Anti-transgender legislation in the US

The anti-transgender legislation is going to impact more than people think.

In recent months, many states have been pushing forward a number of anti-transgender bills. These bills, if passed, aim to control and restrict the sports teams transgender people could join, which bathrooms they are allowed to use and the medical care they can receive. In a very recent New York Times article, it stated that since the end of January, there have been more than 400 bills in around 45 of the 50 states as of mid-April. 

The bills are all strongly against any minor receiving gender-affirming care and make it illegal to do so. Specifically in Oklahoma and South Carolina, it would be considered a felony to provide gender-affirming care to someone younger than 26. Other states like Kansas and Mississippi would make it a felony before the age of 21. Finally, in Arkansas anyone under 18 would not receive gender-affirming care, nor would anyone who needs something similar such as hormone replacement. 

The argument many conservatives take is that of wanting to protect the children, claiming that them being exposed to drag or non-heterosexual relationships is inappropriate. They also try to perpetuate an old belief that paints members of the LGBTQIA+ community as predatory. Not only is this narrative wrong, it spreads harmful misinformation that can endanger the LGBTQIA+ community. 

In another New York Times article, focusing on transgender voices, participants were asked to describe what it is like to be transgender in the U.S. today. Many said things like “misunderstood” and “dangerous” when it came to their experience. They also recount when they first realized they were queer or transgender, many of whom were very young. I spoke with a UW Tacoma student with a transgender child about their family’s experience with antitransgender legislation and its impacts on them, even though Washington is a safe state currently. They specifically wanted to point out that gender-affirming care is not only hormone therapy and surgery, it is an array of things. From the clothing one wears to the surgeries they choose, it all falls under gender-affirming care. “Gender-affirming care is a universal right that every individual has and expects,” they said.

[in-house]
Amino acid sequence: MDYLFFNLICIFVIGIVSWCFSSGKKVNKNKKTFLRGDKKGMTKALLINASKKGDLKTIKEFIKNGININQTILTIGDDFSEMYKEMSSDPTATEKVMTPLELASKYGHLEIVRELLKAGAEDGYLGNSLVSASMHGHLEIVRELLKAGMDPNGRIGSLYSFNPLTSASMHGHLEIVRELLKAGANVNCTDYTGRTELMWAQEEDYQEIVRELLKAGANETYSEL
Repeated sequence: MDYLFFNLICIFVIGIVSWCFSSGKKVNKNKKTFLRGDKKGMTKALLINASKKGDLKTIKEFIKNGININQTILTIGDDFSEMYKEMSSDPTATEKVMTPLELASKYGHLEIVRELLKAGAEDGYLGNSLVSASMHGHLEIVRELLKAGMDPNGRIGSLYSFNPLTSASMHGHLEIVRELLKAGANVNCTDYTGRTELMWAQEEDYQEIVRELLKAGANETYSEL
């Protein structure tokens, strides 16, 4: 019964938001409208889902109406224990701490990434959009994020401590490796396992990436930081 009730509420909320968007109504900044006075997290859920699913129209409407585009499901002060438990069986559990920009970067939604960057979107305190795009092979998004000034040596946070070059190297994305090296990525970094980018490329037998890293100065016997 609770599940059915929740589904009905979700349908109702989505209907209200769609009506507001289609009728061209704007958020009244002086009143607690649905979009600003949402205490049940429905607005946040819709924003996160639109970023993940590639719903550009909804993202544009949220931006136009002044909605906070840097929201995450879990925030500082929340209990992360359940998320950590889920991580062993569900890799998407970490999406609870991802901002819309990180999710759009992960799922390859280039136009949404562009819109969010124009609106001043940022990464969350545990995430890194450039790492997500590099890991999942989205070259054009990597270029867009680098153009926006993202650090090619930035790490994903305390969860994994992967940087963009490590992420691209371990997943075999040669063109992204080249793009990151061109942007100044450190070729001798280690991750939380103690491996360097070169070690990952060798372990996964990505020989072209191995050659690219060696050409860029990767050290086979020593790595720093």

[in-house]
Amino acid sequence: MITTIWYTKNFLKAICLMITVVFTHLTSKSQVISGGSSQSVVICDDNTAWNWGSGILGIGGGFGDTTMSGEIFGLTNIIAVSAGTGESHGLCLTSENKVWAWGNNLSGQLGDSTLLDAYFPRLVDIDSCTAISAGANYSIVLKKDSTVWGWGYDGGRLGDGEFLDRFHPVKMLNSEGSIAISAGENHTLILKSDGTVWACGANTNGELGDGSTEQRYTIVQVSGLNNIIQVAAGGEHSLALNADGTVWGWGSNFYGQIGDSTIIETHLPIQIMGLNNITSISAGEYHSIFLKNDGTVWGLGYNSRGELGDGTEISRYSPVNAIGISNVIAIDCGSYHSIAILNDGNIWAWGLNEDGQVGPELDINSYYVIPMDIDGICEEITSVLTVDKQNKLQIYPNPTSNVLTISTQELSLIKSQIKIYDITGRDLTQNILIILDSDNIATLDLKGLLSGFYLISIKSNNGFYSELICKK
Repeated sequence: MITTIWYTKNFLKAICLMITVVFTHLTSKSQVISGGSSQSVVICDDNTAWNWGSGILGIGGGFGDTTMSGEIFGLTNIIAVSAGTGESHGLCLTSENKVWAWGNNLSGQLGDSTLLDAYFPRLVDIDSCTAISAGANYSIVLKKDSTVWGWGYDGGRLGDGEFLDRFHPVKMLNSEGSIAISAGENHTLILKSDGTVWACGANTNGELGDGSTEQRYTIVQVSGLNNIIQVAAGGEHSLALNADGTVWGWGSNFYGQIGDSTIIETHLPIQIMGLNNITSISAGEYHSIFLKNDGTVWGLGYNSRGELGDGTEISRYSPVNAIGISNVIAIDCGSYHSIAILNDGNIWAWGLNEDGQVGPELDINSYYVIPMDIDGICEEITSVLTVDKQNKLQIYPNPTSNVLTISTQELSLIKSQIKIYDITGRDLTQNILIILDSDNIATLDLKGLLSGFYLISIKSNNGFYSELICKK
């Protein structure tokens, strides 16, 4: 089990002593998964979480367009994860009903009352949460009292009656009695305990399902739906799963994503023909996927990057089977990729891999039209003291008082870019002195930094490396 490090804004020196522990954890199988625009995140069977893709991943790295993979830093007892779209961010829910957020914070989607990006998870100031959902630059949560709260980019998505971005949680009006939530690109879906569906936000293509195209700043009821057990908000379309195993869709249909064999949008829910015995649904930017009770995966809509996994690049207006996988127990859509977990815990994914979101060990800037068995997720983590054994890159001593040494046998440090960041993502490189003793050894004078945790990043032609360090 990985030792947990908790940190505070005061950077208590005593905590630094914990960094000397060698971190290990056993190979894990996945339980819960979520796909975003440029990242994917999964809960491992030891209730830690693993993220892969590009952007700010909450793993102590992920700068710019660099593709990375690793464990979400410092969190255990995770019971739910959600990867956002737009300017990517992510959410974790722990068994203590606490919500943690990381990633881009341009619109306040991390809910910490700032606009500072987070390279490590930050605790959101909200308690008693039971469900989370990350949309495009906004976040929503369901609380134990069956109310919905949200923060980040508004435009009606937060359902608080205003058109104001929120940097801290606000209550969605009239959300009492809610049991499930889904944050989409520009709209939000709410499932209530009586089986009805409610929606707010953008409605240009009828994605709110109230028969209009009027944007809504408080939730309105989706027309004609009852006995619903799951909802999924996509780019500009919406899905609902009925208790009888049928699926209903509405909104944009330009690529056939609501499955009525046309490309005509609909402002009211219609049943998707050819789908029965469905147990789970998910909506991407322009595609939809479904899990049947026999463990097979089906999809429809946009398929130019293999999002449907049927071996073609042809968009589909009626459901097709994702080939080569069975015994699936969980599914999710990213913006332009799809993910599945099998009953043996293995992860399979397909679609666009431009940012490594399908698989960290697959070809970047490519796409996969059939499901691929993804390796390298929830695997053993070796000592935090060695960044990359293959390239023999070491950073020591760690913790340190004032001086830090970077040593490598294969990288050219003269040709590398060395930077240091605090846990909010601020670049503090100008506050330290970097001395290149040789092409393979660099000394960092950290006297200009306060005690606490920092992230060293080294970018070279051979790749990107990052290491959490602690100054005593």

As someone who is cisgender yet still needs hormones due to other health issues, it’s crazy to think about not only how this would impact me but others that don’t generally think of their choices being included in the narrative. Some birth control is hormonal and they use synthetic progesterone and estrogen to avoid pregnancy, though many conservatives and the bans they are pushing forward do not make a distinction between types of birth control. These birth control methods that are hormonal though are often used for other health issues beyond gender-affirming care, like hormonal imbalances. I take this stance because it seems that no one truly cares unless it directly impacts them. So, if these bills were to pass, how would it affect you? If you think that it would never come to that or that it could never impact you, you are wrong.